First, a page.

“The UPA was totally overloaded, with a lack of doctors, nurses and intensive care protocols”, says MSF Manaus coordinator, Fabio Biolchini Duarte. “When we were there for the first time, the unit had 18 beds and there were 45 patients. Virtually the entire place had become a COVID-19 infirmary. It was one the health facilities where several patients died because of the lack of oxygen.”
Mental health support for frontline workers
Staff – both medical and non-medical – working in this Emergency Unit and in the bigger hospitals are being gradually crushed by the emotional burden of having multiple patients die each day. MSF has brought in mental health specialists to provide psychosocial support, including in Manaus’ largest public health facility, the Hospital 28 de Agosto, where an MSF medical team had provided patient care during the first wave last year.
“We see that the employees are incredibly dedicated, but we also realize they are absolutely exhausted”, says MSF psychologist Andréa Chagas. “In many cases, it is not even possible for them to find relief at home from the anguish experienced at work, since many have sick relatives or have lost loved ones. The speed and intensity of what is happening does not allow space for processing so many feelings.”
In Amazonas State MSF is now managing or supporting nearly 100 COVID-19 beds. This is occupying most of the emergency team’s capacity, but there are also some initiatives to assist with prevention.
Heath Promotion teams are preparing to work at strategic points in Manaus, with guidelines for hygiene and social distance and testing. The goal is to allow rapid diagnosis and follow-up of patients who test positive to prevent cases from being detected when they are already in a serious condition.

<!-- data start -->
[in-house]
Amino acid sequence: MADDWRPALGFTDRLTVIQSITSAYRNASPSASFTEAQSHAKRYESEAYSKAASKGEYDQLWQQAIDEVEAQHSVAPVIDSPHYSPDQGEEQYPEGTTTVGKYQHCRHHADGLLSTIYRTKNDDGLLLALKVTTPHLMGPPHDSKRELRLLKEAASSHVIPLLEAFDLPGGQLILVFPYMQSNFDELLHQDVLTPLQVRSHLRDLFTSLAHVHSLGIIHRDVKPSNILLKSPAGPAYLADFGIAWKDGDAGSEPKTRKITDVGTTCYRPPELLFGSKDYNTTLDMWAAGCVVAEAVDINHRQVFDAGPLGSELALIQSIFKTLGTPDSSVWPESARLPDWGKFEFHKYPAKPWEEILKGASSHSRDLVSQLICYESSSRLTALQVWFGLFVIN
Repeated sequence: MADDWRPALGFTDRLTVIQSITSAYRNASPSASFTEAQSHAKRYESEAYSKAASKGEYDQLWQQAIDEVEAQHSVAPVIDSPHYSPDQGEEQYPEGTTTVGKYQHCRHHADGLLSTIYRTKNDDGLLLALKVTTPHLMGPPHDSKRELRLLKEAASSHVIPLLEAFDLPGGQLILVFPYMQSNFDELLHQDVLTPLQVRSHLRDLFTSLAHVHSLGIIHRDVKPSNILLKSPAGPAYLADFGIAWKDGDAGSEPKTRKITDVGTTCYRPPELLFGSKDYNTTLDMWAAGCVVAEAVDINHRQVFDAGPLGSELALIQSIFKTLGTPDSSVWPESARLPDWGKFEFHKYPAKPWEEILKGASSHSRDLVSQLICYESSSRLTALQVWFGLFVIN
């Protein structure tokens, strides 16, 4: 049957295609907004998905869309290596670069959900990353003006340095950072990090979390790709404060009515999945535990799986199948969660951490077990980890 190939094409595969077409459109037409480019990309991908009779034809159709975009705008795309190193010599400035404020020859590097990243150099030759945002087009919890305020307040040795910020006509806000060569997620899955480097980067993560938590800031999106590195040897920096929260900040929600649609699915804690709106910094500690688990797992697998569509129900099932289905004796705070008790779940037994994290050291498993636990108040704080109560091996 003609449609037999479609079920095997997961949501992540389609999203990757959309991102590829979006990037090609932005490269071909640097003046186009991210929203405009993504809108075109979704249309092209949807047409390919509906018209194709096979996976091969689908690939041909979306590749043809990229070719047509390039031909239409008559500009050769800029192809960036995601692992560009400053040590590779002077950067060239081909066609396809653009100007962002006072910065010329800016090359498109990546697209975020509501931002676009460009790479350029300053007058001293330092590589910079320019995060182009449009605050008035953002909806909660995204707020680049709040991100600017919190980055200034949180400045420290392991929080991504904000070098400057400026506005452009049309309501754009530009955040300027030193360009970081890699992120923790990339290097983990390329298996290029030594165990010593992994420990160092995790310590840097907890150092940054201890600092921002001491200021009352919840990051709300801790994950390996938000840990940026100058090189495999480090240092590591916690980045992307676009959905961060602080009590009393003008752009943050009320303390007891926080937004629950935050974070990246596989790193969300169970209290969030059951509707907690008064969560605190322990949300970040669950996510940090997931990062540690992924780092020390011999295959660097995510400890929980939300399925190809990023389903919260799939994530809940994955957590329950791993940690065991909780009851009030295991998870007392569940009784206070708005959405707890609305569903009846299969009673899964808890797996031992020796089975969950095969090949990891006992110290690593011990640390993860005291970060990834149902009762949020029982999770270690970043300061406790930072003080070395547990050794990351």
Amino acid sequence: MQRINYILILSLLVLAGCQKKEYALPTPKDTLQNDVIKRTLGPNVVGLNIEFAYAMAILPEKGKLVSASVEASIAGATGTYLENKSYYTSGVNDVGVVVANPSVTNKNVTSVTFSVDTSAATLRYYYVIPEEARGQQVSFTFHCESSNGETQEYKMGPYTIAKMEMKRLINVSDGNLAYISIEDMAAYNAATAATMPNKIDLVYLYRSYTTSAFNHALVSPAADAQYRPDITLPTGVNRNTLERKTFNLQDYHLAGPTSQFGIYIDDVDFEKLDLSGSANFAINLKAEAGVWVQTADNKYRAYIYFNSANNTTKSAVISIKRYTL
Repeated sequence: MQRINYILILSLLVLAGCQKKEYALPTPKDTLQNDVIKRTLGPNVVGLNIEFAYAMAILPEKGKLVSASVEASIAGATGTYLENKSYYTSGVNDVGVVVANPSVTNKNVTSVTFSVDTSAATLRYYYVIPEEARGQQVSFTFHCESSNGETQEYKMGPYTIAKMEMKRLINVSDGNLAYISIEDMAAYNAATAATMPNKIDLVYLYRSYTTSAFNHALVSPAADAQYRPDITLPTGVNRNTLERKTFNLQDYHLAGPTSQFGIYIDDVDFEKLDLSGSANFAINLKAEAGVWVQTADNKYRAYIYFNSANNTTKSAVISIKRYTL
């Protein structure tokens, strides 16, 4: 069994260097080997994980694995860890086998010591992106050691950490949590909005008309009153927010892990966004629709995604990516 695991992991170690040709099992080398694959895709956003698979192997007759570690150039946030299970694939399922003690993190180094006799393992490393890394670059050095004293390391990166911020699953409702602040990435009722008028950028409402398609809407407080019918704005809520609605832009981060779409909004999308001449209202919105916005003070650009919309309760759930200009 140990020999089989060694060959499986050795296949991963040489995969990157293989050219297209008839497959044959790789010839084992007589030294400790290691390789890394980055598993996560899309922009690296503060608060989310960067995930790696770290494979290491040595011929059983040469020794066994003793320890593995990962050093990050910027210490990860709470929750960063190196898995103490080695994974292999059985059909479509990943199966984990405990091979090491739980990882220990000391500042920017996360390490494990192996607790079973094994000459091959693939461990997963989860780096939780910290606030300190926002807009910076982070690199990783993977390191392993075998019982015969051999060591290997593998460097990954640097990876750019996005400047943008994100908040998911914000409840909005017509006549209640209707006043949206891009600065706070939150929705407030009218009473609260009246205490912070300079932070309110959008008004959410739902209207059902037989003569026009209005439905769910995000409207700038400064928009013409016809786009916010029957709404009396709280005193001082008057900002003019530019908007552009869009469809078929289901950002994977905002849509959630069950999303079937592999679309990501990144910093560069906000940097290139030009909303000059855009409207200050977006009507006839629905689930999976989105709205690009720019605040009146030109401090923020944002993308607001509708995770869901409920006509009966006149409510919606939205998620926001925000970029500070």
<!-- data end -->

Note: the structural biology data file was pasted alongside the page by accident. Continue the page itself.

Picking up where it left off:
MSF is also lobbying hard for a wider use of the rapid antigen COVID-19 test – the one that indicates if a person has the active virus now, in real time. It is a point of amazement and frustration for the team that the antibody test continues to be the staple used in Brazil; this antibody test can only tell if you have had the disease at some stage in the past, so could pick up people who had COVID-19 weeks or months ago, but who no longer have it today. Using the antigen test, only sick patients are placed in isolation, which avoids unnecessary hospitalizations at a time of great shortage of personnel and material resources. MSF has successfully encouraged the health authorities in Tefé and another rural Amazonian town, São Gabriel da Cachoeira, to use this test, and we continue to urge the authorities in Manaus and other affected areas to also make the switch.
MSF also has a team in the rural Amazonian town of São Gabriel da Cachoeira, where the situation seems more stable for the moment but where continued vigilance is needed. The team is supporting the health centre for care of COVID-19 patients, and health educators are giving hygiene and social distancing guidelines in the barracões, used as accommodation when members of the indigenous population come to the town. This should enable us to monitor to some extent any trends in indigenous people showing symptoms of the disease.
MSF teams are also in early-stage preparation in case of a surge of COVID-19 in Boa Vista, the capital of neighbouring Roraima state.